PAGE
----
Students clustered together Thursday night on the lawn of Samford Hall at Auburn University, but it had nothing to do with social distancing.
These kids were graduating over the weekend – in person! – and they were gathering with friends before the big ceremony to say goodbye to the campus. Yes, selfies were involved.
This scene reminded me of my own college graduation experience, long before we all had cell phones. The night before my parents arrived in Nashville, my favorite fellow graduate (Bess) and I spent an evening saying goodbye to the Vanderbilt campus, winding along the brick pathways and stopping to tell little stories about what had happened here and there.
Bess said goodbye to the concert hall where she played French horn in the chamber orchestra and the building where she tackled big issues as a member of student government.
I said goodbye to alumni lawn, where once on a beautiful spring day I happened to be carrying a milk jug full of beer and passed my Latin teacher, whose class I had missed that day because of an alleged illness. He stopped and grabbed me by the arm and said, “Mr. Kendrick-Holmes! You’ve made a remarkable recovery!”
“I know!” I said. “It’s a miracle!”
That night before graduation, it seemed like a miracle that I would actually be collecting a diploma, and also that I had fallen in love with a beautiful young woman who somehow loved me too, and it felt good to recall the memories we’d formed and the friends we’d made and the things we’d learned in that idyllic place. It felt good to say goodbye, and to move on together to new places.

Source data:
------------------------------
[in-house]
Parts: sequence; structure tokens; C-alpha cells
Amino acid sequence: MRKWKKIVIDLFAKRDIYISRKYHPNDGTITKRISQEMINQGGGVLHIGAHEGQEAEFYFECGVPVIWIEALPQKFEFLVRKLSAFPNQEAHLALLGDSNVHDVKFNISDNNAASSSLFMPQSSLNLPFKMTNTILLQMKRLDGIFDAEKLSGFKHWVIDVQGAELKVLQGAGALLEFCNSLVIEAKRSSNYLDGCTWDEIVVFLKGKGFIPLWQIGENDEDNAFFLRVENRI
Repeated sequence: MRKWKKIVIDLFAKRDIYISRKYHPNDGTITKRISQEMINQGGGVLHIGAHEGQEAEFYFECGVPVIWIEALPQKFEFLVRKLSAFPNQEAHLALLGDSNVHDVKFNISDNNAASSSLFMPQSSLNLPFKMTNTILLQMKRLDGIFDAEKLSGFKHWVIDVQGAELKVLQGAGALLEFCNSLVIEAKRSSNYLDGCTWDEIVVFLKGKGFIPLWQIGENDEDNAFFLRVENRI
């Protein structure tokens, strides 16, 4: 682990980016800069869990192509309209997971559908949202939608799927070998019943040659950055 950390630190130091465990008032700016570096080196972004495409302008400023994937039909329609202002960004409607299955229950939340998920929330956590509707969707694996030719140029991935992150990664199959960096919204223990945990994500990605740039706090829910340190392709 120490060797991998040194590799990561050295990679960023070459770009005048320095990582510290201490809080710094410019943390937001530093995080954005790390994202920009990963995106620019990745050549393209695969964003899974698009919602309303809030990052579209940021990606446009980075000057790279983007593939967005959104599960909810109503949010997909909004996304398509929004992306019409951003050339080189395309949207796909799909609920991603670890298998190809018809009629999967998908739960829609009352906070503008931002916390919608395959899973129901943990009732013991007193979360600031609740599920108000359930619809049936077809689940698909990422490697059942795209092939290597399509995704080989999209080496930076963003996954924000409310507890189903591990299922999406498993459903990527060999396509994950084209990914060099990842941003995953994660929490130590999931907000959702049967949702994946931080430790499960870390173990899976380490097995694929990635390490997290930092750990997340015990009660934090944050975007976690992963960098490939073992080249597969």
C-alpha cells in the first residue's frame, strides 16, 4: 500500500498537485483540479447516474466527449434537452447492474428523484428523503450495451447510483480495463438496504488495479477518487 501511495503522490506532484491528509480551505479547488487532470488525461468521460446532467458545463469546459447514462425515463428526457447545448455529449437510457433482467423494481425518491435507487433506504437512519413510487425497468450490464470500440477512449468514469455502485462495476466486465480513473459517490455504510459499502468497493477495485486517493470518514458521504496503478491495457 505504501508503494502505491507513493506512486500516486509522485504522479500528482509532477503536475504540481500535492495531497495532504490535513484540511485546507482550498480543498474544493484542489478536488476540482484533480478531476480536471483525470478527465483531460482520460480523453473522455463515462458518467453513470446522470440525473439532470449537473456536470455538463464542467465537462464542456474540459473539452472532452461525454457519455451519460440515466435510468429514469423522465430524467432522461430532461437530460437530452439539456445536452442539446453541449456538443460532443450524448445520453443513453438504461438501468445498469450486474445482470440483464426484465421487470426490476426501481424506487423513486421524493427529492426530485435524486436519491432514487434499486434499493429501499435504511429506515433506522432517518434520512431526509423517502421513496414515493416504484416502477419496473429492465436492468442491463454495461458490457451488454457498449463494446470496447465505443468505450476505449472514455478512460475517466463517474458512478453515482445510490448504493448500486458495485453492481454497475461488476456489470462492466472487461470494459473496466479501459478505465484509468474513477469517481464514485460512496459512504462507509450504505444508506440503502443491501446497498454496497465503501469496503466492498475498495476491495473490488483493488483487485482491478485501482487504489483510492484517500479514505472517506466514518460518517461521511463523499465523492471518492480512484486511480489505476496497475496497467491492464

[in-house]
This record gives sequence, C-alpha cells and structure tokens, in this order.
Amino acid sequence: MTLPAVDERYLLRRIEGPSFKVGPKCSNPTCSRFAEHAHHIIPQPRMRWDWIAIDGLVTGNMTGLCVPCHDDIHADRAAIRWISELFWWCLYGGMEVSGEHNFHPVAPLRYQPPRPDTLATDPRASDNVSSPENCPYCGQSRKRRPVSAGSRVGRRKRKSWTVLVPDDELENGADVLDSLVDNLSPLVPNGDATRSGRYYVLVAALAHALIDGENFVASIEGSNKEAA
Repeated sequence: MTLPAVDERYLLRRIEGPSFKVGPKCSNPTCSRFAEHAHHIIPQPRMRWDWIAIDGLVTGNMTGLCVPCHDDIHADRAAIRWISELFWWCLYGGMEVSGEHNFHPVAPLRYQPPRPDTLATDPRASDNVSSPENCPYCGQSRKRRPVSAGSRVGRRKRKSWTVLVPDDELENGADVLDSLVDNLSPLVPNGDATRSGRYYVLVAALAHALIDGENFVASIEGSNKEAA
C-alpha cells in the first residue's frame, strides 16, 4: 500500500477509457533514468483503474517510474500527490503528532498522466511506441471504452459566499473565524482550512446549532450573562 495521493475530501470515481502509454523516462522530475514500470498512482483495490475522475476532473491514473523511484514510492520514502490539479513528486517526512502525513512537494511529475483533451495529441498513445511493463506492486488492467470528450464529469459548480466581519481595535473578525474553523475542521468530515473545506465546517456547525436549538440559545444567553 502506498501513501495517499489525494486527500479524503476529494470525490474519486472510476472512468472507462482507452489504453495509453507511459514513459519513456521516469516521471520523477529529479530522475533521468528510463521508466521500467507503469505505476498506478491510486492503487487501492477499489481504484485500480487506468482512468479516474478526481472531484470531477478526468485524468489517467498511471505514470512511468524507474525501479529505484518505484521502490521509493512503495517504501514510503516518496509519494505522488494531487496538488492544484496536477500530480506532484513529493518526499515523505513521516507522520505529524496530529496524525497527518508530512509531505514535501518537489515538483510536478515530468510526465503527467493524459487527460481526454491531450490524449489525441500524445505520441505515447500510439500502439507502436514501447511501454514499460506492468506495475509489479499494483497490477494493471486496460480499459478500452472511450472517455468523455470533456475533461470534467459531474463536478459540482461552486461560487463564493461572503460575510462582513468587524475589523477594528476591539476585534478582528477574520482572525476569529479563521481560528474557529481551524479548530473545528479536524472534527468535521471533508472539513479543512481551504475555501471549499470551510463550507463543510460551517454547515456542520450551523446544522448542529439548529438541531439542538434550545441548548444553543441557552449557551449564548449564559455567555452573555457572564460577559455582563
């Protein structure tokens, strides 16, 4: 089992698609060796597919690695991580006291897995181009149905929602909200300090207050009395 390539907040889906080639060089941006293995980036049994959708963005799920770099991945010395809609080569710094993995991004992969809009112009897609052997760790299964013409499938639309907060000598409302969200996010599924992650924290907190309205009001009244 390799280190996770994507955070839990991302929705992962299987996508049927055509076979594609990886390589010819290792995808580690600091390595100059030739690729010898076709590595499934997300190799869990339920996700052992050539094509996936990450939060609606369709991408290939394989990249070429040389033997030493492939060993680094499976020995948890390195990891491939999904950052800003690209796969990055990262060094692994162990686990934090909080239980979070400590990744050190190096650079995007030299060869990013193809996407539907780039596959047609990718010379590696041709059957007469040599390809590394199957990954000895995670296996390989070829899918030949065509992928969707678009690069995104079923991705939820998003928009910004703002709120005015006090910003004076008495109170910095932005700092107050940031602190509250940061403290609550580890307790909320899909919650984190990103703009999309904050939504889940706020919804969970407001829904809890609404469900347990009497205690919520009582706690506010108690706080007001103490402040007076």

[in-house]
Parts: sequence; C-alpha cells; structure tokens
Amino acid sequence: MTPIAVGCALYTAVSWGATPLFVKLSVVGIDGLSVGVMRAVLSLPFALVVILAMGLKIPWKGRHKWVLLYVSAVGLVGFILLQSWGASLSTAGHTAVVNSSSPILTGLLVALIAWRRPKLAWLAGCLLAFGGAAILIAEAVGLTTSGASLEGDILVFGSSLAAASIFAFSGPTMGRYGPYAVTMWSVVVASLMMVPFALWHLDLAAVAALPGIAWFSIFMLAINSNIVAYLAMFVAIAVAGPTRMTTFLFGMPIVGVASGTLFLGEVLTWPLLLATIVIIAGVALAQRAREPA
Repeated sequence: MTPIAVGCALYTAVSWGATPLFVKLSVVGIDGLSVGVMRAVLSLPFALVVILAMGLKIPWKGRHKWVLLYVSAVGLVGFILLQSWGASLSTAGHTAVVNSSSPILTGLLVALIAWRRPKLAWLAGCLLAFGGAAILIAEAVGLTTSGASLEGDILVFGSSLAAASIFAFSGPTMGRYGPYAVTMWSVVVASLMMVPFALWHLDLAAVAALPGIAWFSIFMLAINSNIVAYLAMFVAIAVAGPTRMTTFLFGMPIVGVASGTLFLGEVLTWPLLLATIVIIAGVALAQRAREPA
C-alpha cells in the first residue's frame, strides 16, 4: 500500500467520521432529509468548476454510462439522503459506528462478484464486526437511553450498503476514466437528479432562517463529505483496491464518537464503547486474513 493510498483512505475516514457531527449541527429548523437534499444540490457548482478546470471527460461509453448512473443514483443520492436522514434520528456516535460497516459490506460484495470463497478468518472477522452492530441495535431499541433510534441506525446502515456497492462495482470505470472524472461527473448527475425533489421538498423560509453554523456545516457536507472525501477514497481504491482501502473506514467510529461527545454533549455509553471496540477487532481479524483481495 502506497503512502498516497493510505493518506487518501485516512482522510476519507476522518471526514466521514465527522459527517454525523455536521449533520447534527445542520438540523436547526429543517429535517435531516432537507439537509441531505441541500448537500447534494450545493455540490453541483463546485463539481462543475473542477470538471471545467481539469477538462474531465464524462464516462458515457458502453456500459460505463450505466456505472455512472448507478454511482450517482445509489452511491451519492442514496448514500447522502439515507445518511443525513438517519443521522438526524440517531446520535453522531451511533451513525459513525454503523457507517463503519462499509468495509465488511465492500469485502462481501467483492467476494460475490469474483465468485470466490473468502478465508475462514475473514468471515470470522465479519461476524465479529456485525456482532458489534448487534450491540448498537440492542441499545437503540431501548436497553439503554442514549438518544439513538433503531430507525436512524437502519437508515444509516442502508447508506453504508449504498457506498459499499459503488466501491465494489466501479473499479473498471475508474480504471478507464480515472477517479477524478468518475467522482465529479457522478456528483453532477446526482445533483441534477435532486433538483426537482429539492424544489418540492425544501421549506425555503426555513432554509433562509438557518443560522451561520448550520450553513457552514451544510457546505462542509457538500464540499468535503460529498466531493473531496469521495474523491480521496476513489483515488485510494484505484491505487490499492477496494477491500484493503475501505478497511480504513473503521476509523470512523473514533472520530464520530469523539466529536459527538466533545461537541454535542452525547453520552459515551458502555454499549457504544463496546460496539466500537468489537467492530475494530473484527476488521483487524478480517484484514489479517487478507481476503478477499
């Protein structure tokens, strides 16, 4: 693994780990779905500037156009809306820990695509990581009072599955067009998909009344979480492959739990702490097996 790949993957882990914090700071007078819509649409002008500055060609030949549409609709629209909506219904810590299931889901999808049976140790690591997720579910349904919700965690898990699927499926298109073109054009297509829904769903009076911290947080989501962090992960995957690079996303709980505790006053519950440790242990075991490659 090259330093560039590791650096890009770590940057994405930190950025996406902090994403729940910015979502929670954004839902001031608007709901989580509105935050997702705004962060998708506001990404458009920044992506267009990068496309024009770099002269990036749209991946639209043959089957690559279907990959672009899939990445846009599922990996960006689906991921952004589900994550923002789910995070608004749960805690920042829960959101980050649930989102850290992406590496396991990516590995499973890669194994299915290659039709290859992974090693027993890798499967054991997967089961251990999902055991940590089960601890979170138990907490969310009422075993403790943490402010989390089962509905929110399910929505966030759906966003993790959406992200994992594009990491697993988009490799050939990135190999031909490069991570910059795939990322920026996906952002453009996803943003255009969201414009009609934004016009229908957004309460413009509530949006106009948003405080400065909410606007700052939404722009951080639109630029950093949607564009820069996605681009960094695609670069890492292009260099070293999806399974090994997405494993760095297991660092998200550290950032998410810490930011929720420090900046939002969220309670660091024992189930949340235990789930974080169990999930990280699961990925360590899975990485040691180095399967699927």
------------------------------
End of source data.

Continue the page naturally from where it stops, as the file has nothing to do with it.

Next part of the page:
Graduates last year didn’t get that chance.
Our college senior flew back from spring break in Puerto Rico to learn that he couldn’t return to campus in Athens, Ga. He came home and finished his classes online, received his diploma in the mail, and moved to North Carolina to start an engineering job.
Our high school senior missed out on prom and senior dinner and senior parties and walking across the stage. He marked his graduation by driving alone in a parade of student cars while parents cheered from the side of the road. He got his diploma in the mail too.
For each of the graduates of 2020, that spring was a cloud of uncertainty and a blur of virtual meetings. You can’t really start a new chapter when you don’t have an opportunity to properly close the last one.
Things are still strange, of course. On Saturday, graduating students and their loved ones were required to wear masks as they filed into Jordan-Hare Stadium. Inside, they sat socially distanced on bleachers.
But at least they were on campus. At least they were in Jordan-Hare. At least they had a chance to say a proper goodbye.
That will help them say hello as they take their next big step in life.
Dimon Kendrick-Holmes is editor of the Opelika-Auburn News. Email him at firstname.lastname@example.org